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Monday, February 9, 2015

Holding it together

Evensong Fifth Sunday in Ordinary Time (February 8 2015)

Reading: Mark 1: 29-39
 That evening, at sundown, they brought to him all who were sick or possessed with demons. And the whole city was gathered around the door. …  In the morning, while it was still very dark, he got up and went out to a deserted place, and there he prayed. 

Those of us who were here for the Eucharist this morning will realise that in choosing this text for reflection I have returned again to the gospel on which I spoke this morning.  A different strand of the gospel set for today, certainly; but an example of what a rich gospel text we have had to engage with and, in this passage we catch a glimmer, an insight, the shadow of a hint about the mystery, the otherness of Jesus.

We are familiar with the distinction between public and private life. For politicians, celebrities and many professions the public persona presented to the world is usually (and necessarily) kept quite separate from the private self that is known only to intimates.  The distinction is of course a functional construct: we are who we are. 

Tragically a public persona can be misleading; it can be a mask – and we have had some prominent examples of public figures whose benign, even avuncular persona has been the front for a dark and predatory identity.  There is nothing wrong with recognising a public persona and a private self, but what we need is a deep inner coherence between them, not dissonance or disjunction.

The gospel passage gives a snapshot of Jesus’ early public ministry and the profound impact of his presence and work in Galilee.  One translation of this passage would have it that “the whole city was pressed against the door.” Consider it: all that pressure, all those people, crowded and pressing against the door of the house wanting access to Jesus – even the most extroverted, the most gregarious – would want a little space.

So in contrast to that description of a claustrophobic public life and ministry, Mark offers us the picture of the solitary man, up before dawn, in a deserted spot, at prayer.  You could say that this is a glimpse into the reality of who Jesus is; this is a snapshot of the private persona and what keeps integrity and coherence in him.  Prayer is what sustains and renews him.  Prayer is what holds and drives his ministry.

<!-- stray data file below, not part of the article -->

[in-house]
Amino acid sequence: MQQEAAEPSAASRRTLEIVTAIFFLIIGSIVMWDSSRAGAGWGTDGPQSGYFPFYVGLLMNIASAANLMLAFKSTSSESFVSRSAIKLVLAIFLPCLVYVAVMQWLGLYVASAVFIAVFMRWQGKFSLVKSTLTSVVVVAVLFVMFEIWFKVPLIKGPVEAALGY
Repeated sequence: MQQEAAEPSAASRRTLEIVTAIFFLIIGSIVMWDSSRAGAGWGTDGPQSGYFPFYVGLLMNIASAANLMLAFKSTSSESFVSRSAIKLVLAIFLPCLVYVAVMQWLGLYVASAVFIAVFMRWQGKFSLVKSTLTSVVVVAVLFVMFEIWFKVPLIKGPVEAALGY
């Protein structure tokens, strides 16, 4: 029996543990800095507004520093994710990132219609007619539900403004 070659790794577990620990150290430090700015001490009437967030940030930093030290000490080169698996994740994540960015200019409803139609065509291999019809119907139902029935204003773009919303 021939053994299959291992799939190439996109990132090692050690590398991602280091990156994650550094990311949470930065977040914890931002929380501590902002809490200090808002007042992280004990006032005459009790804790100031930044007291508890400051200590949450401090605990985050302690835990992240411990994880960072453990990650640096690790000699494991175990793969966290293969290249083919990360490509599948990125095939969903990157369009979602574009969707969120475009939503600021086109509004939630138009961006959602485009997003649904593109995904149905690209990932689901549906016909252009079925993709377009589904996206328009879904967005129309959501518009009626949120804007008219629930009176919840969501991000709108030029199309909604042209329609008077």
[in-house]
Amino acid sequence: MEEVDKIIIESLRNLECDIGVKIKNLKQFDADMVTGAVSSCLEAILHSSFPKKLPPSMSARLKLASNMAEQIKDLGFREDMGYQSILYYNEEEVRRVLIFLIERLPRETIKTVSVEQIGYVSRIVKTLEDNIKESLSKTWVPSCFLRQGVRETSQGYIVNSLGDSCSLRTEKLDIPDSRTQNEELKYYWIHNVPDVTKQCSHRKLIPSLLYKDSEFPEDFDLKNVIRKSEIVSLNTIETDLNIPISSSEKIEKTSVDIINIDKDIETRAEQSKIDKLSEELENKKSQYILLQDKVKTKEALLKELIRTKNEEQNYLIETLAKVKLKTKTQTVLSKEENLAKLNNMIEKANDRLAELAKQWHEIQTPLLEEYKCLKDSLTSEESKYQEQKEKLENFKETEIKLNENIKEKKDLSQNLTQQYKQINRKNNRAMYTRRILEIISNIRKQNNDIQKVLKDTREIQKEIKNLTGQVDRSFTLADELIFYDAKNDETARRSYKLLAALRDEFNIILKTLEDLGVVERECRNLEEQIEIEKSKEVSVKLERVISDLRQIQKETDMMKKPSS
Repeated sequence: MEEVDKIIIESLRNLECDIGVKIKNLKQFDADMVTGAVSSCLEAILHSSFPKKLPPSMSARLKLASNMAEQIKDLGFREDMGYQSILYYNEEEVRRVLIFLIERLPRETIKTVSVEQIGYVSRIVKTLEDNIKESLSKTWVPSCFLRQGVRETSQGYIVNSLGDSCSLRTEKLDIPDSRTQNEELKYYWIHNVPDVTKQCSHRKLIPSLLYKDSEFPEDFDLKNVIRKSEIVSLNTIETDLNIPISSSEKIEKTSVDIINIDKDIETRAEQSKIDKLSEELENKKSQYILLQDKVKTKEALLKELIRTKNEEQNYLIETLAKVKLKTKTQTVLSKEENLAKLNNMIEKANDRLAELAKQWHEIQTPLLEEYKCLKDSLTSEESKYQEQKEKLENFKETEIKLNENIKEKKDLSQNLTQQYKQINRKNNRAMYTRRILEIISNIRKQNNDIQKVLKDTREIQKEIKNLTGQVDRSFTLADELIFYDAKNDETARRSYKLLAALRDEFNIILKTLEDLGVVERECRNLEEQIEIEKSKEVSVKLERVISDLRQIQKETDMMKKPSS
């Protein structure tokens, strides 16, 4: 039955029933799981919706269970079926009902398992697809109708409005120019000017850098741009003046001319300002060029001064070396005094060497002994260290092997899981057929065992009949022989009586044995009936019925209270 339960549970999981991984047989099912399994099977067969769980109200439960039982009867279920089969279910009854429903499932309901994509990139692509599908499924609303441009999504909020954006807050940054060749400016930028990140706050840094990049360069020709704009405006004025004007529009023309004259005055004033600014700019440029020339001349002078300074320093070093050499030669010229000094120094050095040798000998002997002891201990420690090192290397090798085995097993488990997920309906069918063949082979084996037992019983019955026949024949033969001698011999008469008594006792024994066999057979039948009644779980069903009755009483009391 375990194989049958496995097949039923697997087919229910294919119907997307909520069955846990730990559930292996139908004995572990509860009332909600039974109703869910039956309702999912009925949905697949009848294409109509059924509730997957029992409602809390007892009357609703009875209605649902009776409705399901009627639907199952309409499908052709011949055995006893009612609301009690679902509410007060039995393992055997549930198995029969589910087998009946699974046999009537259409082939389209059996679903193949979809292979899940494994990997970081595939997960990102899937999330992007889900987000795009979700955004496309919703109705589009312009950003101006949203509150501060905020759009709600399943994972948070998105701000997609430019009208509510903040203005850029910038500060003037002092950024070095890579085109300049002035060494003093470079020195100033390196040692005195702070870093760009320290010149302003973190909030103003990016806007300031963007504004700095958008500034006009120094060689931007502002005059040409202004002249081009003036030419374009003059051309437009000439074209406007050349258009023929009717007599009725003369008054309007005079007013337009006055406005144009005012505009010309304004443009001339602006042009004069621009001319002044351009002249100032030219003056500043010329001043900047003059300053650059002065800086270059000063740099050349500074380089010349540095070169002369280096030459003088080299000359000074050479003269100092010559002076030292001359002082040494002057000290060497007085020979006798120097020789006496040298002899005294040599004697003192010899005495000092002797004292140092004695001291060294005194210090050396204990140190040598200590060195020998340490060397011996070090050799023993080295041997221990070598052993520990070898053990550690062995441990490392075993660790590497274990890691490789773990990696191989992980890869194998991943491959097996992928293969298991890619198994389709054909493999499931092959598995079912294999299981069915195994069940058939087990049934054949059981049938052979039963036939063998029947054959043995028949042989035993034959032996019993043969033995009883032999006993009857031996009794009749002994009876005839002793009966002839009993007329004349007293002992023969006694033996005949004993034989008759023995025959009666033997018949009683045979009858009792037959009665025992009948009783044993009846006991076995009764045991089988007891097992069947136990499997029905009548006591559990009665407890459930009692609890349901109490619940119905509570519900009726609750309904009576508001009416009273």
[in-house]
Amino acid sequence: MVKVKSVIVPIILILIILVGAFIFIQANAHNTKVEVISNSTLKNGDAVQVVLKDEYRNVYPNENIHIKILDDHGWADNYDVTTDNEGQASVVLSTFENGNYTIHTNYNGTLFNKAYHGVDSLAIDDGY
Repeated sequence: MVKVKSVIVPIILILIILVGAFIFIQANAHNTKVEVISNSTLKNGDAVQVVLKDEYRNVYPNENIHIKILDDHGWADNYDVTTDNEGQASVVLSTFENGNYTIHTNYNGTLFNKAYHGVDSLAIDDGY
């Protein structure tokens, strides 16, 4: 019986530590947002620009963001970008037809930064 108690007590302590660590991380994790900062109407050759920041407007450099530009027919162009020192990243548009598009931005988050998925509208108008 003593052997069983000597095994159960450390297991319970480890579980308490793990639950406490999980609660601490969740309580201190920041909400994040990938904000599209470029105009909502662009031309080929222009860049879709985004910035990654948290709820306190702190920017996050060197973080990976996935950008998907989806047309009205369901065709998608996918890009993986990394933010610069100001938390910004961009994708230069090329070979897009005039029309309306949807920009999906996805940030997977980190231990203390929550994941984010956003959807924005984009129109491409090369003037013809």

So for us too: away from others, open to silence and away from distractions, it is prayer that grounds, connects and renews us.

As some may know from my blog, one of my routines is to rise very early and to sit on the deck and just be still.  Sometimes the mind is racing or distracted but the aim is to become quiet and still; and to hold that stillness.  



I see the band of light in the east over the peninsular; the first leaves on the great copper beech looking near to fall; the calls of bellbird and tui sound before the light; the swoop, flutter and thump of a pigeon in the shrubbery - this is all so simple; so ordinary.  Something anyone can do.  Dare we claim something so ordinary as this to be prayer?   

Absolutely!

Stacked on my mantelpiece are the journals of the mystic and contemplative Thomas Merton.  In one (Thoughts in Solitude) he writes: “Let me seek, then, the gift of silence, and poverty, and solitude, where everything I touch is turned into prayer: where the sky is my prayer, the birds are my prayer, the wind in the trees is my prayer, for God is all in all.”*

As our Lord shows the way in a deserted place and in solitude, so may our inner and outer world be coherent; may our public and our private worlds be grounded in truth; may everything we touch be turned into prayer.

*****


(*Merton goes further: “In true prayer, although every silent moment remains the same, every moment is a new discovery of a new silence, a new penetration into that eternity in which all things are always new.  We know, by fresh discovery, the deep reality that is our concrete existence here and now and in the depth of that reality we receive from the Father light, truth, wisdom and peace.  These are the reflection of God in our souls which are made to his image and likeness.”)


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